Quantopian Remote Debugger for Python
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README.md

qdb

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Remote Debugger for Python

qdb powers the in-browser debugger at Quantopian

Overview

qdb is a debugger for python that allows users to debug code executing on remote machine. qdb is split into three main components that may all be running on separate hardware:

  • The client
  • The tracer
  • The server

The client is the user's interface to the debugger. All communication here is through a websocket connected to the server. This client could be any type of application. qdb provides a terminal client and emacs mode for this.

The tracer is the main debugging process. This is the actual code that the user wishes to debug. Communication here is through a socket sending json objects representing only the valid messages sent to the server from the client. A single tracer may have multiple clients connected to it.

The server is the main routing station for messages between the clients and the tracer. The server is responsible for validating that the messages from the clients are well formed and routing them to the tracer. A single server may manage multiple tracers, so it is responsible for making sure that connections are routed to the proper place. The server can clean up tracer processes whose clients have become inactive if the server manager decides. The server may also impose authentication rules to allow or disallow some connections.

Getting started

To debug a process with qdb locally, first you must start the server process.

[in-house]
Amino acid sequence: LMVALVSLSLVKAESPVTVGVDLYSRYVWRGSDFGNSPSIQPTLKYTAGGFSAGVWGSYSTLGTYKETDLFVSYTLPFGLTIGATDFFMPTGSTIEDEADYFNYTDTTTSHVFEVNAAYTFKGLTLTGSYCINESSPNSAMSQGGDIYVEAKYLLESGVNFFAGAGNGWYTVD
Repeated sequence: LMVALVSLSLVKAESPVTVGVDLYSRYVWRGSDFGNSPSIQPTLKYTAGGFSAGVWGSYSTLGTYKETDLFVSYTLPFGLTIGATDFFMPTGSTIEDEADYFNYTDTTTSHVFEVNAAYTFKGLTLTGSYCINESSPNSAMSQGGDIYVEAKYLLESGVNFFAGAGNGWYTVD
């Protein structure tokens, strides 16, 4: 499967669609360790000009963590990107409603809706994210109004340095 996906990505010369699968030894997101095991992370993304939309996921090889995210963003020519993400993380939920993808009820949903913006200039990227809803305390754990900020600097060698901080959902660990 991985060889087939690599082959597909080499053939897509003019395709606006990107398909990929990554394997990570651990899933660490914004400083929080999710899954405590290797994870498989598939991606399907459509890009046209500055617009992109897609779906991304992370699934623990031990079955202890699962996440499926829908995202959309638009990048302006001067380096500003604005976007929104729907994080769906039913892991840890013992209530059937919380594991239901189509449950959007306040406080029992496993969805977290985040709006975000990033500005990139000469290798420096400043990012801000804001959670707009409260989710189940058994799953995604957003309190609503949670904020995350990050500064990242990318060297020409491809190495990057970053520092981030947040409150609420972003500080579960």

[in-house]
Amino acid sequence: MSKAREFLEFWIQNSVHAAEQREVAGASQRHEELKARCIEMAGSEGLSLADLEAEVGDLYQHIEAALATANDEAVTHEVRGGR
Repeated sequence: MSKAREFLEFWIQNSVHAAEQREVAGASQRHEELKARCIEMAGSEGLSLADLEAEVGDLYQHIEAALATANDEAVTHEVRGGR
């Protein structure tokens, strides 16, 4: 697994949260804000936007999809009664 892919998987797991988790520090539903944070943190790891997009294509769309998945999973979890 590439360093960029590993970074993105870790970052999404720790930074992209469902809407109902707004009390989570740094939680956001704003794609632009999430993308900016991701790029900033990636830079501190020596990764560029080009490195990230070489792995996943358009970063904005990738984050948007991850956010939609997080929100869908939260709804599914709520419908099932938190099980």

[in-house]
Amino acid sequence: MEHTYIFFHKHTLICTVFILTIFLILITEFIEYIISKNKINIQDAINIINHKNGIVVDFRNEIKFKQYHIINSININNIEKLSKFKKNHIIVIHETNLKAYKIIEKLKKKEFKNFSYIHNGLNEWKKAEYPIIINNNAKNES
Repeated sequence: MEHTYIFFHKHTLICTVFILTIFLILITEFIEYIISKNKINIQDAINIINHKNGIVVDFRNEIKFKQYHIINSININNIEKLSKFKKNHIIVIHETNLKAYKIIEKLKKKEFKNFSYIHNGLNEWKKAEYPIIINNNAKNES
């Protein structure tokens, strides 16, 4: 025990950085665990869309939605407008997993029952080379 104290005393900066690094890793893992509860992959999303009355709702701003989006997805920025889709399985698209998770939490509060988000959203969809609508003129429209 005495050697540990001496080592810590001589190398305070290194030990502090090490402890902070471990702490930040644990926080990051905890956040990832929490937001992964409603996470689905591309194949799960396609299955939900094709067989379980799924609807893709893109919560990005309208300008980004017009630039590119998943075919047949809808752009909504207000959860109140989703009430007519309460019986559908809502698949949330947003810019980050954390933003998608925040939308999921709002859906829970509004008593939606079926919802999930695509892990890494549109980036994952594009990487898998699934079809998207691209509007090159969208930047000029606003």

The easiest way to do this is to execute:

$ python -m qdb.server

which will start up a server that accepts tracer connections on port 8001, and client connections on port 8002. There are a few options that may be passed to the server from the command line, to see a full list, run:

$ python -m qdb.server --help

Now that you have a server running, you may run a process under qdb. As an example, try saving the following as qdb_test.py:

from qdb import set_trace, RemoteCommandManager


def f():
    in_f = True
    return 'getting out of f'


def main():
    set_trace(
        uuid='qdb',
        host='localhost',
        port=8001,
        cmd_manager=RemoteCommandManager(),
    )
    mutable_object = {}
    print 'Hello world!'
    f()
    print mutable_object


if __name__ == '__main__':
    main()

Then, invoke the program as you normally would with:

$ python qdb_test.py

Finally, you will need to connect your client to the server so that you can actually debug the program. To connect, run the provided client found in the client directory with:

$ qdb-cli

Before you are finished, you will need to get the output from the program, in a seperate terminal, run:

$ tail -f /tmp/qdb/.qdb

This will be the realtime output from the debugger.

You are now ready to debug your process, issue the help command in the repl to see a list of available commands and functions, or begin evaluating python code in the context of the other process.

Contributions

If you would like to contribute, please see our Contribution Requests.

Requirements

To download the requirements, you can simply issue:

$ make requirements

assuming you have pip installed. You will most likely want to install into a virtualenv.

To view the development and normal requirements, see etc/requirements_dev.txt and etc/requirements.txt.

Style

To ensure that changes and patches are focused on behavior changes, the qdb codebase adheres to both PEP-8, http://www.python.org/dev/peps/pep-0008/, and pyflakes, https://launchpad.net/pyflakes/.

The maintainers check the code using the flake8 script, https://bitbucket.org/tarek/flake8/wiki/Home, which is included in the etc/requirements_dev.txt.

Before submitting patches or pull requests, please ensure that running make style and make test both pass.

Source

The source for qdb is hosted at: https://github.com/quantopian/qdb

Contact

For other questions, please contact opensource@quantopian.com.